A super-quick guide to Washington, DC
Global eats, dinosaur skeletons and a hotel celebrating female empowerment are a few highlights of this historical city
Washington, DC, rarely thought of as hip or cool, has shaken off its stuffy image and evolved immensely over the past decade into a dynamic, modern, multicultural city, thrumming with lively bars, eateries and galleries. With its storied history of beauty and brutality, this bustling metropolis is flush with stately landmarks, monuments and memorials, and some of the world’s greatest museums. From Georgetown’s picturesque cobbled streets to vibrant food, music and art, there’s much unexpected fun to be had in the US capital.
Perched on a hillside, this retro-indie boutique in a former neoclassical church is effortlessly cool. Bright and breezy, it’s filled with original art and has three buzzy restaurants, a cool cafe and a cavernous lobby bar with vaulted ceilings and stained-glass windows that shimmer with sunlight and turn the bar gold. Perfect for those who want to live like the locals, the main drag of the bohemian Adams Morgan neighbourhood is around the corner, packed with bars, shops and every type of cuisine you could desire.
Year-round rooftop bars have become a thing in DC during recent years. A canopy of lush vines, plants and lanterns makes El Techo feel like a secret treehouse, where you can sip margaritas or mojitos under the stars. Serving creative, Latin-inspired small plates and craft cocktails, the bar has a buzzing atmosphere and DJs spin Latin beats on most nights. Dance the night away surrounded by palm trees.
A few blocks north of the tourist-heavy Wharf district, the historic Baptist church has been reborn as a psychedelic arts space and attracts a young, cool flock. The formerly derelict building is now a treasured community hotspot, bursting with local pride, art shows, talks, live music and even jazz concerts in its garden. The gallery opens for public viewings on Saturday and Sunday afternoons.
This Lebanese transplant first launched in New York sits on DC’s much-loved Potomac River waterfront, and it’s a feast for the senses. Inspired by Beirut’s courtyard gardens, with lemon trees, hanging bird-cage chandeliers and a flowing fountain, the high-ceilinged space is enchanting. It’s mezze-heavy menu offers an elegant take on familiar staples: citrusy salads glistening with jewel-like pomegranates, seared halloumi, falafel, flatbreads and dips, and knafe bil jibneh, an “inverted sweet cheese tart” with orange blossom syrup.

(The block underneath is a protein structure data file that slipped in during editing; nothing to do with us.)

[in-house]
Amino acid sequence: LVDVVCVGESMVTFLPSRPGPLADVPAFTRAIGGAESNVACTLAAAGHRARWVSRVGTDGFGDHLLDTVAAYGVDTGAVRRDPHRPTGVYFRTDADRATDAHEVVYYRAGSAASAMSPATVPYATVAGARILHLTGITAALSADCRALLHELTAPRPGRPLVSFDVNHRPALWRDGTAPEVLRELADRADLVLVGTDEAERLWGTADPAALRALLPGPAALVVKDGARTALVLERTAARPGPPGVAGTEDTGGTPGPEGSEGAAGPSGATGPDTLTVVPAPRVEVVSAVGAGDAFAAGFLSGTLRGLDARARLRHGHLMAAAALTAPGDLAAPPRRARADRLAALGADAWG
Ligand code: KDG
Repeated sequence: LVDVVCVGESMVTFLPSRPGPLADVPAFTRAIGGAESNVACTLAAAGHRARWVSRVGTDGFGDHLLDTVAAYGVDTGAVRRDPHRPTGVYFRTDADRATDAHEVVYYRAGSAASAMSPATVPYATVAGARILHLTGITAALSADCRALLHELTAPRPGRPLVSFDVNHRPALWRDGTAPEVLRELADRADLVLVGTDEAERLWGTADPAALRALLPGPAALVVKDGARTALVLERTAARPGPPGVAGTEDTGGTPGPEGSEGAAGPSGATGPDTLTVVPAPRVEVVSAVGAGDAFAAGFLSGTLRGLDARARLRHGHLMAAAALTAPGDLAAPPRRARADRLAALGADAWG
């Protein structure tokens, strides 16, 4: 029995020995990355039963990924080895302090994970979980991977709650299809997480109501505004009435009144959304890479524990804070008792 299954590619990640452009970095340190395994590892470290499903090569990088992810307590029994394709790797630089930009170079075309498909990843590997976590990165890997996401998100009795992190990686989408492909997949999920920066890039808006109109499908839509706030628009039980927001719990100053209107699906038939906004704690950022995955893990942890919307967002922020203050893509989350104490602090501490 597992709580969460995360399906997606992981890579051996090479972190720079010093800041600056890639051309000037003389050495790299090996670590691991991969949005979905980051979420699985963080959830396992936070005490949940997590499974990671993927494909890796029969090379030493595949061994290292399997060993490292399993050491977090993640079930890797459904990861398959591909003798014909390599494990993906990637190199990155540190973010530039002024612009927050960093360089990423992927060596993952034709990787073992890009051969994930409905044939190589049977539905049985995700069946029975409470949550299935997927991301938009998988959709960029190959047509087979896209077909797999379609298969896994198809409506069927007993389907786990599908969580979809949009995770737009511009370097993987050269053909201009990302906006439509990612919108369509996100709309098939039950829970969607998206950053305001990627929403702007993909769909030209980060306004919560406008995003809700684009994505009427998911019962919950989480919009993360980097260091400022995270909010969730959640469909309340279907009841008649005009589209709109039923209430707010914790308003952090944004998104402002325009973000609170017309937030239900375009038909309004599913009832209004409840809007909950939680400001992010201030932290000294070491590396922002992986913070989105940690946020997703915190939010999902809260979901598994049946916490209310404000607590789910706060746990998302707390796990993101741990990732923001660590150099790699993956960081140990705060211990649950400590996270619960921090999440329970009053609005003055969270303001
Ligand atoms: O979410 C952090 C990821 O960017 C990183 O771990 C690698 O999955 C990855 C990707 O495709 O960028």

If you only have time to visit one museum, the Smithsonian is unmissable. Set on the broad green National Mall, the domed Beaux-Arts building is regularly one of the world’s most-visited museums. Stroll amid the iconic Hall of Mammals and see live butterflies and exotic blooms in the tropical oasis of the Butterfly Pavilion. It’s easy to lose whole afternoons just wandering among sharks and dinosaur skeletons. There are also two brilliant cafes for lunch. The museum is open seven days a week and admission is free.
The chic and unique downtown hangout is stuffed with swoon-worthy original artwork. The striking Ruth Bader Ginsburg mural overlooks the mid-century modern lounge, while 8,000 protest buttons from decades of feminist marches adorn the walls of the hotel’s swanky Figleaf restaurant. Proof that a cooler, younger side of DC exists. Its rooftop lounge is a great place to perch for sunset cocktails with sweeping views of the city skyline.
Part cafe-bookstore, part social hub, this is the ultimate urban living room with a cosy atmosphere and plush sofas, where people meet for coffee, drinks, vegetarian snacks and to chill out. Boasting a handful of locations across DC, B&P was first established by Iraqi-American artist and activist Andy Shallal in 2005. Live music, poetry readings, book talks, open-mic nights and community art shows are regularly on the menu.
Once known as ‘Black Broadway’, U Street was an important hub of African American culture from the 1920s through to the 1950s, and its iconic R&B and jazz clubs have hosted the likes of Ella Fitzgerald, Louis Armstrong, Billy Holiday and local legend Duke Ellington, who was born in DC. After race riots in the city in 1968, the corridor began to decline in the years following, but has been fully revived and now stands as one of the most happening spots in the city. Brightly-painted houses and murals pay homage to the area’s rich history and U street once again jangles after dark, offering all-night restaurants, vintage dive bars, cocktail lounges and music venues for fans of all stripes.
Once a Victorian mansion’s carriage house, the Iron Gate is among DC’s hippest brunch spots. It dishes up Mediterranean-inspired classics – like ricotta gnocchi, mushroom arancini and chocolate budino – alongside a selection of Greek and southern Italian wines. Between the grapevine and wisteria-draped patio and cosy fire-lit parlour-like dining room, it’s beyond charming and a great place to linger.